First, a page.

Tuesday, September 7, 2010

Scar in the Heart of Pain: A review by Francis Jakpor for Business Day Newspaper

For the common man who bears the scars of poverty, unemployment, illness, failed relationships and societal stigma, life is indeed a struggle against the odds. There is always the inner urge to succumb to despair because the hurdles seem too high to scale while the future appears bleak. But is it really advisable to throw up our hands in despair? Isn’t it necessary to do some introspection and chart a new course that would perhaps lead to a more fulfilling life? Those seem to be the questions that Uche Uwadinachi, winner of the 2006 ANA Poetry Contest (Lagos chapter), asks the reader in his collection of poems titled ‘Scar in the Heart of Pain’.

The collection is divided into three parts: Curse, Cure and Course. Curse, which contains 19 poems – some of which are Heart of Pain, Stigma, A World of Worries, Survival, None, What, We still Mourn and In This Struggle Against Pain - paints a rather dreary picture of an individual in the throes of torment. Imagery is used to great effect, as are similes, personifications and hyperboles – all of which make the poems more true to life. In Heart of Pain, for instance, we find an individual for whom every day is “another aching day” whose heart is “injured with scars,” “cries in muffled tones” and is now “abandoned in the street of tomorrow’s mercy.” Stigma is no less fatalistic. We meet an anguished soul forever tarnished by his status in life. The scar he bears “no herbal gel can erase”. Instead, “the sun beams into his naked skin, inflicting more injuries.” Consequently, he screams for the world beyond to wrap him in its “eternal darkness”, but all to no avail. Rather than being purified after all his complaints, he is “putrefied”.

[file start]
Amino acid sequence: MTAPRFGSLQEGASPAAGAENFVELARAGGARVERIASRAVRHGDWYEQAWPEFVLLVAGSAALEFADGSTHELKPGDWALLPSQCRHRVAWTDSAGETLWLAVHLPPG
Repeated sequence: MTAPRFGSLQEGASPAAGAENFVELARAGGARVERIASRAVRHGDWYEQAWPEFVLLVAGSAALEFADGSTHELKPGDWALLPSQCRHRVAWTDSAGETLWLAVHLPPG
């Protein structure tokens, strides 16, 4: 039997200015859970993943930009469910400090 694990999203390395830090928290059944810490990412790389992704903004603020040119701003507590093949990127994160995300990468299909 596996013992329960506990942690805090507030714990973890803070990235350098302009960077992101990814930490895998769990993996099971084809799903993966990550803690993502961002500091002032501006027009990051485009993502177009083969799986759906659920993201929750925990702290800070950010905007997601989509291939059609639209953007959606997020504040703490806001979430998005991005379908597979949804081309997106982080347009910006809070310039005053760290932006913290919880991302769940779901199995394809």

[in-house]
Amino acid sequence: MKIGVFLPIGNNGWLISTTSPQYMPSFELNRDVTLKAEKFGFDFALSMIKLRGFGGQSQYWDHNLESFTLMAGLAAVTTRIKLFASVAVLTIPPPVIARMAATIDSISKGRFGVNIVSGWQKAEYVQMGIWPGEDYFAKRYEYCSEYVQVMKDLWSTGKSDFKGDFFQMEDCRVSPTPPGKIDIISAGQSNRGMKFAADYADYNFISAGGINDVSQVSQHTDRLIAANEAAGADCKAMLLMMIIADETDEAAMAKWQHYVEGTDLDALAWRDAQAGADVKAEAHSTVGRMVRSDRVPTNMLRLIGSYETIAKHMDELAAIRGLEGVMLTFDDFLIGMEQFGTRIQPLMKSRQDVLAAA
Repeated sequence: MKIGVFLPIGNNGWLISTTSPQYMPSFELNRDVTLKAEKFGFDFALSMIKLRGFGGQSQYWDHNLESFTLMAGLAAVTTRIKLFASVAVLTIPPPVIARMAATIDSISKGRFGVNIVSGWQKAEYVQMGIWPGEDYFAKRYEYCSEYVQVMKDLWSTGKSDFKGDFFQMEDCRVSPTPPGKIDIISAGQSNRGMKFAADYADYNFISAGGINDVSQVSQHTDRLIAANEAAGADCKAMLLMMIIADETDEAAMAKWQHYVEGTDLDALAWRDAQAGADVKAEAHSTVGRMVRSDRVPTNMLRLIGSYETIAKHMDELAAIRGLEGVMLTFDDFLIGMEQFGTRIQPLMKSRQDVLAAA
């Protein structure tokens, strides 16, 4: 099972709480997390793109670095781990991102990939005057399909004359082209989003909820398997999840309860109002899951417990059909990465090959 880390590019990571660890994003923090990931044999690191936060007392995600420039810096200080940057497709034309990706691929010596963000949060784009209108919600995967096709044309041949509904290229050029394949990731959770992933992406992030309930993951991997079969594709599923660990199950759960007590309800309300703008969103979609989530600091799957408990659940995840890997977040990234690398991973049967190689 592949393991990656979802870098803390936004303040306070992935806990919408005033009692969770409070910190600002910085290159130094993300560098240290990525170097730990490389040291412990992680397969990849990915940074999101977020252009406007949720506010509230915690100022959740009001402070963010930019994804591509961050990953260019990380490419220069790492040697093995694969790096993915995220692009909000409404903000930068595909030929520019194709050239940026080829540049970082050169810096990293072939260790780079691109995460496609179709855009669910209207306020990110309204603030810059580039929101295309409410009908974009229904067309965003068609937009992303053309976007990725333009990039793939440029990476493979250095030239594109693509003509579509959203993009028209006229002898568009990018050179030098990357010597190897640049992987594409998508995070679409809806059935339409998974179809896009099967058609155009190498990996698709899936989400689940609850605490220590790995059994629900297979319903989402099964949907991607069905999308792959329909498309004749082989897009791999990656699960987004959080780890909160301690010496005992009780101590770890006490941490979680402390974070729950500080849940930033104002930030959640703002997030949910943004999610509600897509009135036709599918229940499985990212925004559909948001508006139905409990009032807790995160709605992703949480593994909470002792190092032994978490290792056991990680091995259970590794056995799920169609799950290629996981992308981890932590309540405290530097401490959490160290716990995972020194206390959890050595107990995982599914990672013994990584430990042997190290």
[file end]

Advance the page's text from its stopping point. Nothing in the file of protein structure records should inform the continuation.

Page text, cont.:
But Uwadinachi does not hang his shingle on the door of despair. In Cure, the second part of the collection (19 poems), he seems to suggest that it is not enough to rail at the cards that nature has stacked against us. There comes a time when we must confront our destiny head-on. He says “not a plastic surgery, not a royal shroud, not a quick suicide, only a confrontation of You by US can WE overcome the aged scar.” Some of the other poems in this part such as Proclaim Your Claims, Dream, Tomorrow and Successes are similarly clarion calls to action after a hiatus defined by needless pain.

In the concluding part of the collection (with 14 poems), it would not be out of place to say the poet is saying a cure for the tormented soul is not enough. Now, there is a sea of opportunities which can only be enjoyed by the truly resourceful and industrious mind. Life is now a level playing field. Our success or failure ultimately depends on how committed we are to achieving the goals we have set in life – “During harvest, some resume cultivation and others remember searching for seeds,” he says in Successes. In Proclaim Your Claims his admonition is that “whatever I bind in faith is bound in fate. Tomorrow is only a space between your fingers.”

All told, ‘Scar in the Heart of Pain’ is a great read and comes highly recommended for the youth who are constantly on a quest for self-discovery and fulfillment. Uwadinachi, a performance poet and graduate of English from the Lagos State University, has certainly proved his mettle with this one. Obviously, it is not much of a stretch to project that his subsequent collections will be just as excellent … if not more.